The Japanese House are signed to independent label Dirty Hit Records – masters of the slow-burning fan-base build, who also have on their roster The 1975, Wolf Alice and Amber’s girlfriend Maricka Hackman. We wonder if she feels she has creative control over her sound. “I’m completely free. The only kind of experience of being pushed to do something is from myself. If I turned round and went ‘actually I want to do FIVE more EPs’ or went ‘oh! I want to do a metal song’ they’d be like ‘um, alright’.” Any fights at all? “No, no, no. Never been in a fight. We’ve had… well we disagree, people disagree all the time, but we’re just very honest. It’s usually about photos of myself, they say ‘we think this photo is really nice, but I’m like ‘I think it’s disgusting!’ I can’t really speak for major labels – I’ve never been on one – but I think being on an independent label, well it’s just a really healthy thing to do.”

A lighter on the table brings up smoking, and how Amber is definitely over it. We wonder if she thinks it’s affected her voice at all. “Maybe it’s made it lower? Made it more mysterious?” Androgynous? She laughs. “Yeah exactly, that’s why I smoke. In all seriousness, if you say that you smoke for any other reason than you thought it looked cool when you were fourteen the you’re a liar.” And what does she think of vapes? “I fucking hate vapes. I do. They literally make me feel sick”.

We move on to what else she does she’s not touring or in the studio. Deadpan, she replies: ‘’Smoking. No, really I kind of just hang out with people a lot and I do a lot of music all the time. I watch a lot of films and a lot of weird TV series.” We wonder if she’s got any particular favourites. “Freaks and Geeks is so good. Arrested Development? The L Word, I’m literally obsessed – it’s about this bunch off chic lesbians in LA, they’re all so fucking cool. When we are on tour in America, we started in LA, where it’s all filmed, so I was watching it and all the band were coming in, watching it and being like ‘ooh has Shane gone off with yadayada’ and just really getting into it.” Aside from TV, Amber also comments on the value of expressing herself artistically through her photography, examples of which make up the cover of each EP.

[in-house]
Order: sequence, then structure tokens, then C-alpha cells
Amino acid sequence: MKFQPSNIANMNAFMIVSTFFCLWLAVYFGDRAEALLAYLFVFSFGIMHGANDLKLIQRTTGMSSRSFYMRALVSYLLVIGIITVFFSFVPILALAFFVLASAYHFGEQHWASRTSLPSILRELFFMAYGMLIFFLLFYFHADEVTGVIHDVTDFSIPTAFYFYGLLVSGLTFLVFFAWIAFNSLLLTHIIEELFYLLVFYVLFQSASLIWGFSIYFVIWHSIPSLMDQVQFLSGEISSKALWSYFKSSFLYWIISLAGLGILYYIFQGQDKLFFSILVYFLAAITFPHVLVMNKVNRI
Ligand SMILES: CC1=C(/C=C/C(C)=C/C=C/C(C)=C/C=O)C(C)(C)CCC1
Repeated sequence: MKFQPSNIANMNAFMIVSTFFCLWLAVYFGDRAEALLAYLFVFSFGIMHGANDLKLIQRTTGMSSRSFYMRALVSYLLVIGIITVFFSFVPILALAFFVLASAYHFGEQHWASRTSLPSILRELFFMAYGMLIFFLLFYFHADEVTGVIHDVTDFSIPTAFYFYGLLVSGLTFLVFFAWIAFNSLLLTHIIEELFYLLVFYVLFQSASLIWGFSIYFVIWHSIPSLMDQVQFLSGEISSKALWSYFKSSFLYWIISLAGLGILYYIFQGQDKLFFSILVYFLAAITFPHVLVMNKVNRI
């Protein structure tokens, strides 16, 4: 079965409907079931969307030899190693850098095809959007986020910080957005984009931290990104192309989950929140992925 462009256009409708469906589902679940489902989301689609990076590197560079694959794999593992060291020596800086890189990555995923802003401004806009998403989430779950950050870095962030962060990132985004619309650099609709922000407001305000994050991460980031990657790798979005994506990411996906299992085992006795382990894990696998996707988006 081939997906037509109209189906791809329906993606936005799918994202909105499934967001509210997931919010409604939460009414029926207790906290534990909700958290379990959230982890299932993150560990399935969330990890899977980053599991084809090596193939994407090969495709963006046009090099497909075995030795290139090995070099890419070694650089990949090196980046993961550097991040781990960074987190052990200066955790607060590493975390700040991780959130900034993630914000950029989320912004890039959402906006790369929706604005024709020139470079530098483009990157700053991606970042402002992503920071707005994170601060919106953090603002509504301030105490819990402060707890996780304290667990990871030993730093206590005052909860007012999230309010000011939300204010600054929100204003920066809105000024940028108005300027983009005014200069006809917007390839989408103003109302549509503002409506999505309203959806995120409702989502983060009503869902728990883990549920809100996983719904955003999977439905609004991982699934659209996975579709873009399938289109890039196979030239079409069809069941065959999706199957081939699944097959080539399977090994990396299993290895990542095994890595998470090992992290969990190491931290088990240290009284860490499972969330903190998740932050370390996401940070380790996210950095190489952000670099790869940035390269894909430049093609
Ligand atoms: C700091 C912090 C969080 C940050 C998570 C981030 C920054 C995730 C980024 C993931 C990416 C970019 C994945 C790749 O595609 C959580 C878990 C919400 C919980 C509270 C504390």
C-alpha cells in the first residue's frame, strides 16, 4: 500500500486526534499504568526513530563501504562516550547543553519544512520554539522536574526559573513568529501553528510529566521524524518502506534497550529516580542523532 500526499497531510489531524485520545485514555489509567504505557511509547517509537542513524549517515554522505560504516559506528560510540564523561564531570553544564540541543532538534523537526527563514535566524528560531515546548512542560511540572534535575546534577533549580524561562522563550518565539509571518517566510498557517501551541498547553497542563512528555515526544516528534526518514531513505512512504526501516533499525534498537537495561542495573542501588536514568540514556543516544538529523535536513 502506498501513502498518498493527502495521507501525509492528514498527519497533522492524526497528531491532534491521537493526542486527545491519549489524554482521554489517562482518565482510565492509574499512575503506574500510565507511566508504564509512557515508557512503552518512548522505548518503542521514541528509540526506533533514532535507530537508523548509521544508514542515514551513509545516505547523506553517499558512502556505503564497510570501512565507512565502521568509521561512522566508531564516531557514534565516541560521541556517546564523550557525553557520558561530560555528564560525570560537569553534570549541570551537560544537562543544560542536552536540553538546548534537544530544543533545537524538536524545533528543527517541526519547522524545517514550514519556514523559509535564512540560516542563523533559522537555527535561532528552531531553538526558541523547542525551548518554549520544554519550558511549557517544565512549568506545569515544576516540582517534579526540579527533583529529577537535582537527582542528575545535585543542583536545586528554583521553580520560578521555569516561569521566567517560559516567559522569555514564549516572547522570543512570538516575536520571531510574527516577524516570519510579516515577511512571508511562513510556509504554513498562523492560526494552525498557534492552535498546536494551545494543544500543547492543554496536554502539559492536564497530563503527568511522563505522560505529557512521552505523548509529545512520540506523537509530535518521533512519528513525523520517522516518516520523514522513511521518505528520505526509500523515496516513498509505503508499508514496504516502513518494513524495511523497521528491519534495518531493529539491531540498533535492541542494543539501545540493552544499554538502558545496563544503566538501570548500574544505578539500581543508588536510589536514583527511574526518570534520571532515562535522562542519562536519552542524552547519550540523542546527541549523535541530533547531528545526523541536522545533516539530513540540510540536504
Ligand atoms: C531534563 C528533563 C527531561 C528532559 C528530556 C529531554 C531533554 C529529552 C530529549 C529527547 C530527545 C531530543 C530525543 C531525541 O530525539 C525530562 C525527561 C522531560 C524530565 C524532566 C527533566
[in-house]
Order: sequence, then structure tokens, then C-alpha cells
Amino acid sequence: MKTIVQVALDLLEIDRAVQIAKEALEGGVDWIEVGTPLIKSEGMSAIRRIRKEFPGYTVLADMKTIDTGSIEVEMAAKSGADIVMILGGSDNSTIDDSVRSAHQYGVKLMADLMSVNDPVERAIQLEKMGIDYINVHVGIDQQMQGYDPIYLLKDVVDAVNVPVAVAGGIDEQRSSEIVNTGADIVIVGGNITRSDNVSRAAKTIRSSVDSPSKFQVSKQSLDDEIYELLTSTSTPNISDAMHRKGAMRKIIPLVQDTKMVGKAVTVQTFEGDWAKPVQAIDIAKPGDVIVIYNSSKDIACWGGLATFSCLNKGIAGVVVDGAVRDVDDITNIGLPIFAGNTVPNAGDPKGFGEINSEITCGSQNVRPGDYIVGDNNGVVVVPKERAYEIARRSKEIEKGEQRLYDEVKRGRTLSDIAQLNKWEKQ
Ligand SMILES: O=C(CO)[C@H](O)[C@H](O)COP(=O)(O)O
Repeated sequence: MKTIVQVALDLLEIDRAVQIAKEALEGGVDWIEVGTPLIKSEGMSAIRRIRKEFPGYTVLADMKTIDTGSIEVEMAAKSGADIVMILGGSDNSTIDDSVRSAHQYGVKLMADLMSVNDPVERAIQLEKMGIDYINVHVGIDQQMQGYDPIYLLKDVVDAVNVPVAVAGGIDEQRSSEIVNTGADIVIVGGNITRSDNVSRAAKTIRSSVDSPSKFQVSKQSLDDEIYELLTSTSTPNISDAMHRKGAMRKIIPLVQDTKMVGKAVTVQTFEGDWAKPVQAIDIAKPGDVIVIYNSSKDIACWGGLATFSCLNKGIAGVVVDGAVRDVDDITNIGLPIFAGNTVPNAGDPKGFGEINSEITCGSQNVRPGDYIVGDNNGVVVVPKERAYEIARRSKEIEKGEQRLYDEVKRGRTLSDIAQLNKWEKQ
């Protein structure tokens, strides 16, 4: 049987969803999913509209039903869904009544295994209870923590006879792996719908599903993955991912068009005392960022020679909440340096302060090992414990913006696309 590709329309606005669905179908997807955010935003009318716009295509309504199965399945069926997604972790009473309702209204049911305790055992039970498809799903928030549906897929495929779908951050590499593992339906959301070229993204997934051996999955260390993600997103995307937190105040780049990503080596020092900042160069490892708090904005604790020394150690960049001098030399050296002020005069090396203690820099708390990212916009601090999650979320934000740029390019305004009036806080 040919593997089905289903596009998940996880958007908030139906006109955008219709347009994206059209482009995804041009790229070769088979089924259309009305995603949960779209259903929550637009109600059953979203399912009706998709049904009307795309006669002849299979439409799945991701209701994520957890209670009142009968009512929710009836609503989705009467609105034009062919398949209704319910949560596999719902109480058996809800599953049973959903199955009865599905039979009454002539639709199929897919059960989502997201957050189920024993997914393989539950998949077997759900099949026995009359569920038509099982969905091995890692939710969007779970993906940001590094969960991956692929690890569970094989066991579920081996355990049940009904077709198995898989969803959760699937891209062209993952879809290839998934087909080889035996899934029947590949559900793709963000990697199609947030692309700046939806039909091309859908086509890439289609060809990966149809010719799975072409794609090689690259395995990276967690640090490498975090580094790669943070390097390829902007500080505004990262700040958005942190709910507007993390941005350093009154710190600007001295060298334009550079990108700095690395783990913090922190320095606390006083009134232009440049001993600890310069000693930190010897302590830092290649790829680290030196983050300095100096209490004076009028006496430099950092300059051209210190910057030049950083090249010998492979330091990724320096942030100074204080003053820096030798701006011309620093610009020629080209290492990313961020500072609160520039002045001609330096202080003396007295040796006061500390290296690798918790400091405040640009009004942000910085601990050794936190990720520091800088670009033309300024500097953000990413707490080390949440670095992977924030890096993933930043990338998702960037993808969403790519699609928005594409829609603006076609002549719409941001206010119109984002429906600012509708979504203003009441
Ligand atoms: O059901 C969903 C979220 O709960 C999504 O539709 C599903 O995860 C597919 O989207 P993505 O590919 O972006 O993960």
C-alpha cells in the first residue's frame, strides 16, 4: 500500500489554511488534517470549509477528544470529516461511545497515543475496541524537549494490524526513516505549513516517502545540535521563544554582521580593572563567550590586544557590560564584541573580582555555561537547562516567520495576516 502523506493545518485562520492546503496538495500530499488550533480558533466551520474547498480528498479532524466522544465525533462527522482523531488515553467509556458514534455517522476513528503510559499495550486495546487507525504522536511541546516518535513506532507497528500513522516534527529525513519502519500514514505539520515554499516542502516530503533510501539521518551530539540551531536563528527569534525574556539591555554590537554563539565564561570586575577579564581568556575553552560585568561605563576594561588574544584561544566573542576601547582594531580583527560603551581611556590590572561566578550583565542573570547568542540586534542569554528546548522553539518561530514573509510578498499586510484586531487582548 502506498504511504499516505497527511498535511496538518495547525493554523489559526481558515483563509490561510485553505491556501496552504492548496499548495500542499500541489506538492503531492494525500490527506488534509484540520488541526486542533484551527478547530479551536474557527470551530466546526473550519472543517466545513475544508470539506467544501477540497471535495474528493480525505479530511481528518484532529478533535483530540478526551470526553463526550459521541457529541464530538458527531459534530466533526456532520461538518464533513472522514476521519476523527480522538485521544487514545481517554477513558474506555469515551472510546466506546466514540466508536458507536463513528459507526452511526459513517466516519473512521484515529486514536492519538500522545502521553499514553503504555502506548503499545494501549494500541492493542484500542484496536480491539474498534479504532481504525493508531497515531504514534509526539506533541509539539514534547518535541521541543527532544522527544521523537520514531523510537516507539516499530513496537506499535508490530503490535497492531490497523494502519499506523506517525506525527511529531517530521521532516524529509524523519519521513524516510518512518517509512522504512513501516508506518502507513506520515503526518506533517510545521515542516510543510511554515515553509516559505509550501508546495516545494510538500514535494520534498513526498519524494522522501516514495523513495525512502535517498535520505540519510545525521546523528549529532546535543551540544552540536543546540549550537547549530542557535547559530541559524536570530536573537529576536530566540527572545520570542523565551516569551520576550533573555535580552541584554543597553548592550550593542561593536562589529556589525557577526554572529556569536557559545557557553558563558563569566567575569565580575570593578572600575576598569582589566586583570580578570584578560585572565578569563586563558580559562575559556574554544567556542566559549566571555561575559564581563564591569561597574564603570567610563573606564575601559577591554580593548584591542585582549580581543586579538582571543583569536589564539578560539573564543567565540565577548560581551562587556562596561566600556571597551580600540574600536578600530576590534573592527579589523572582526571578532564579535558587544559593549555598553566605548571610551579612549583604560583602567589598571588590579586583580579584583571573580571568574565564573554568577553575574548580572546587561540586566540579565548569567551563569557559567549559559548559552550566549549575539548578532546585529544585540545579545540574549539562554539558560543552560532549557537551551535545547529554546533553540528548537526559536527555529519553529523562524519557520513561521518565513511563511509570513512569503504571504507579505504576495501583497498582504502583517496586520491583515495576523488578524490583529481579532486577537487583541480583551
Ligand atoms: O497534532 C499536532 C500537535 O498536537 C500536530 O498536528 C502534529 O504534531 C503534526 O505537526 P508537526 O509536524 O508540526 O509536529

We are interrupted by tour manager Caroline and bassist and keyboard-player Will tentatively opening the door. In the final few minutes we just have time to discuss the future of the Japanese House – which for the moment is the release of a fourth EP. “I think EPs are a nice way to do things as it’s like a tiny body of work that you can be like ‘ok, that was that second of my life.’ I will write an album though, that’s what they’re there for” (she gestures toward a pair of monitor speakers on a small desk). “It’s good to release as much music as possible I think, because that’s the whole point of it isn’t it? People want to hear your music and you want to make music, so you might as well make loads of it and release loads of it.”

Our 20 minutes are up. There’s just time for a few awkward photos in the beautiful surrounds of The Bullingdon’s cramped dressing room and then Amber is off – she’s just been told her other sister is waiting downstairs.

The Japanese House have just released their third EP ‘Swim Against the Tide’.